Saga: Best Of: Now & Then - The Collection

Yep, another recap of the Saga so far!

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Oh no, not another bloody Saga anthology!” It’s easy to imagine this cry ringing out as Best Of : Now & Then – The Collection hits the racks. A multitude of Saga retrospectives and anthologies already exists, though arguably the most exhaustive example, the two-disc set Remember When: The Very Best Of – was released way back in May 2006. Since then, the enduring Canadian pomp-rockers have released a further five studio records, notwithstanding the almost soap opera-esque departure and return of original vocalist Michael Sadler.

Such unpredictability is, surely, the essence of this most defiantly creative group – an act that flits magpie-like between rock, metal, prog and silky AOR. Each time they take a nasty tumble and we end up writing them off, Saga simply dust themselves down and undergo a period of regeneration. It might take another album or two but they always regain their feet. “Our audience are very good listeners,” Sadler told yours truly in 2014. “They buy the albums that they don’t like but they’ll tell us, ‘It has a couple of nice tunes… so we’ll wait till the next one!’” This surprisingly consistent double-disc set validates the above statement, reminding us that even when they hit the doldrums an ace up their sleeve was never too far away. Complementing predictable sections such as On The Loose, Don’t Be Late (Chapter Two) and You’re Not Alone, Step Inside (voiced by Sadler’s successor, Rob Moratti) withstands scrutiny better than the memory might have suggested. Steamroller and Heaven Can Wait, meanwhile, remind us that there was indeed a semblance of life on Steel Umbrellas and The Pleasure And The Pain. As ever with Saga, the pluses far outweigh the minuses.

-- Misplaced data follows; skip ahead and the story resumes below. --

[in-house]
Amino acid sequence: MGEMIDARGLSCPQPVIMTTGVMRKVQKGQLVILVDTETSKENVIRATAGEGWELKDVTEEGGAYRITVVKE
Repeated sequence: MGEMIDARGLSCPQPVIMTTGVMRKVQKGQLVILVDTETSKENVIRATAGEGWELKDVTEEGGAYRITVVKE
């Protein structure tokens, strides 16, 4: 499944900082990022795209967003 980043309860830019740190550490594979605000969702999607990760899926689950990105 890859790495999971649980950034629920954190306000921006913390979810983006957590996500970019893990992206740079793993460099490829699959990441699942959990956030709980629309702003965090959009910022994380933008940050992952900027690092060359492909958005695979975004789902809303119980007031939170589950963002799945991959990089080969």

Dave Ling

Dave Ling was a co-founder of Classic Rock magazine. His words have appeared in a variety of music publications, including RAW, Kerrang!, Metal Hammer, Prog, Rock Candy, Fireworks and Sounds. Dave’s life was shaped in 1974 through the purchase of a copy of Sweet’s album ‘Sweet Fanny Adams’, along with early gig experiences from Status Quo, Rush, Iron Maiden, AC/DC, Yes and Queen. As a lifelong season ticket holder of Crystal Palace FC, he is completely incapable of uttering the word ‘Br***ton’.